Republicans in Cleveland: Land Rights and ‘Drill Baby, Drill!’

Oregon Cowboy Fed. Land Policy AP

CLEVELAND, Ohio—Republican delegates in Cleveland drew a sharp contrast to Hillary Clinton and the Democrats on Monday, pushing sharp restrictions on federal power over land and aggressive domestic energy production as vital to both the economy and national security during the Platform Committee debates ahead of the full party gathering next week to nominate the GOP’s standard bearer.

The federal government owns 28 percent of the 2.27 billion acres of land in the United States, including a majority of the land in some western states like Nevada, Arizona, and Utah.

Under the Antiquities Act of 1906, the president has authority to designate any part of federal land as a national monument. Creating a national monument severely restricts how American citizens and companies can use that land, such as camping, hunting, fishing, and harvesting trees.

Pushing back against President Barack Obama’s continuing the trend of recent Democratic presidents like Bill Clinton in creating vast new monuments, Republican Platform Committee delegates adopting language to empower each state to retain control over the lands within their borders, saying that new monuments, “require the approval of the state where the national monument is designated or a national park is proposed.”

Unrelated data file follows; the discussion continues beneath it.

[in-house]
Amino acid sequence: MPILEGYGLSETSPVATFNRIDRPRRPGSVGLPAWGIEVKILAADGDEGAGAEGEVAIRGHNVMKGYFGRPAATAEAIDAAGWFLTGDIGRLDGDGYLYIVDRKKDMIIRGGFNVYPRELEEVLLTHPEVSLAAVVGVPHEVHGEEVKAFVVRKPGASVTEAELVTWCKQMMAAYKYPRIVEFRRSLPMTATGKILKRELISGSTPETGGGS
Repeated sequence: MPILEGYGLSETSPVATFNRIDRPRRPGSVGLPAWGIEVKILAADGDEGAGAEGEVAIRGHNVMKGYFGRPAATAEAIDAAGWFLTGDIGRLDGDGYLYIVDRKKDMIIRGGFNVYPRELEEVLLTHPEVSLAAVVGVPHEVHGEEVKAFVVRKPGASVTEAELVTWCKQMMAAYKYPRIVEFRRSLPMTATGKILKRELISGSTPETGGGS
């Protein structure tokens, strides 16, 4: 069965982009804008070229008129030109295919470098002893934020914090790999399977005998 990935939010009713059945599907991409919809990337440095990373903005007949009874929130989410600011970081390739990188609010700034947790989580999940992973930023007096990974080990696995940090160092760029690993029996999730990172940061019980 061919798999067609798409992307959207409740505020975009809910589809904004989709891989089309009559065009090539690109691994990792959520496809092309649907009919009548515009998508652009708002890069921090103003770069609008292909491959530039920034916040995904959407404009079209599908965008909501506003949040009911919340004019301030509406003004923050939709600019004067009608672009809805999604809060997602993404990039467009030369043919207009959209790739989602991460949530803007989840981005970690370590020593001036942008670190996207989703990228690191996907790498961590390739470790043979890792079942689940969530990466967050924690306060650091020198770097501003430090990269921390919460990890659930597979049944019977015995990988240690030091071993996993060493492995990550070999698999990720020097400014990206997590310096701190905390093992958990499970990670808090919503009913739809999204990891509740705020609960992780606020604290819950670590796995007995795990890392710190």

The delegates adopted the following language as the official position of the Grand Old Party on energy:

Since energy is both an economic and national security issue, we support the enactment of policies to increase domestic energy production, including on public lands, and to counter market manipulation by the Organization of Petroleum Exporting Counties (OPEC) and other nationally-owned oil companies, and reduce America’s vulnerability to energy price volatility.

Chuck Cunningham, the well-respected lobbyist at Securing America’s Future Energy (SAFE), witnessed the committee adopting this language and emphasized to Breitbart News the importance of such a broad-based understanding of energy policy as essential for the nation’s welfare and the vast untapped potential of America’s natural energy resources.

He explained that such legislation enjoys bipartisan support, and could be a winning issue for any president because it appeals to a broad cross-section of Americans.

As an example, he pointed to H.R. 4559, introduced by Reps. Trent Frank (R-AZ) and Kevin Cramer (R-ND), as well as Minnesota’s Collin Petersen, a Democrat. H.R. 4559 would establish the U.S. Commission on the Organization of Petroleum Exporting Counties (OPEC). This legislation would carry into effect the platform’s language to hold OPEC accountable.

These new changes will be presented to the Republican Convention next week for approval of the full party and the GOP presidential nominee, Donald Trump.

Ken Klukowski is senior legal editor for Breitbart News. Follow him on Twitter @kenklukowski.


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